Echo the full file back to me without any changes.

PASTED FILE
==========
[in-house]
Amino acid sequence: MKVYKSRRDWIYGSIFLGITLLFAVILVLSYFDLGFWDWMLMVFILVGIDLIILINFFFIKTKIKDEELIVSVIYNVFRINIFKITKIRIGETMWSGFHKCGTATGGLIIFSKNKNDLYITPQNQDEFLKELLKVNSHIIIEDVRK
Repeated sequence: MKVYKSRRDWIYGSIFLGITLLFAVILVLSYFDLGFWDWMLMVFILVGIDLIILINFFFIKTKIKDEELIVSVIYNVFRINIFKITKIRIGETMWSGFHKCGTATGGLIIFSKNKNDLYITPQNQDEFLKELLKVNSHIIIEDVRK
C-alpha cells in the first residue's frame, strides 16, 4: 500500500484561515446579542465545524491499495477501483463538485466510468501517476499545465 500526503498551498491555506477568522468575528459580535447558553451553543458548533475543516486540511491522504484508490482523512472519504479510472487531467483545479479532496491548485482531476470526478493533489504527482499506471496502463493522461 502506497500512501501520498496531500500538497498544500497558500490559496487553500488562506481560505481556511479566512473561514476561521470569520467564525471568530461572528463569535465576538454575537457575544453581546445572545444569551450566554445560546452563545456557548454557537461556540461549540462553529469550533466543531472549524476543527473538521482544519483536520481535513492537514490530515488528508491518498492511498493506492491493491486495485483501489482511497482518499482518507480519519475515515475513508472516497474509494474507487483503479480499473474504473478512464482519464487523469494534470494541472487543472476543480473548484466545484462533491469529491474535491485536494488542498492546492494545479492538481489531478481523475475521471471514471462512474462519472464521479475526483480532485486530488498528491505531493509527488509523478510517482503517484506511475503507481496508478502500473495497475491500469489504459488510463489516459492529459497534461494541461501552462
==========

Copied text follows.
[in-house]
Amino acid sequence: MKVYKSRRDWIYGSIFLGITLLFAVILVLSYFDLGFWDWMLMVFILVGIDLIILINFFFIKTKIKDEELIVSVIYNVFRINIFKITKIRIGETMWSGFHKCGTATGGLIIFSKNKNDLYITPQNQDEFLKELLKVNSHIIIEDVRK
Repeated sequence: MKVYKSRRDWIYGSIFLGITLLFAVILVLSYFDLGFWDWMLMVFILVGIDLIILINFFFIKTKIKDEELIVSVIYNVFRINIFKITKIRIGETMWSGFHKCGTATGGLIIFSKNKNDLYITPQNQDEFLKELLKVNSHIIIEDVRK
C-alpha cells in the first residue's frame, strides 16, 4: 500500500484561515446579542465545524491499495477501483463538485466510468501517476499545465 500526503498551498491555506477568522468575528459580535447558553451553543458548533475543516486540511491522504484508490482523512472519504479510472487531467483545479479532496491548485482531476470526478493533489504527482499506471496502463493522461 502506497500512501501520498496531500500538497498544500497558500490559496487553500488562506481560505481556511479566512473561514476561521470569520467564525471568530461572528463569535465576538454575537457575544453581546445572545444569551450566554445560546452563545456557548454557537461556540461549540462553529469550533466543531472549524476543527473538521482544519483536520481535513492537514490530515488528508491518498492511498493506492491493491486495485483501489482511497482518499482518507480519519475515515475513508472516497474509494474507487483503479480499473474504473478512464482519464487523469494534470494541472487543472476543480473548484466545484462533491469529491474535491485536494488542498492546492494545479492538481489531478481523475475521471471514471462512474462519472464521479475526483480532485486530488498528491505531493509527488509523478510517482503517484506511475503507481496508478502500473495497475491500469489504459488510463489516459492529459497534461494541461501552462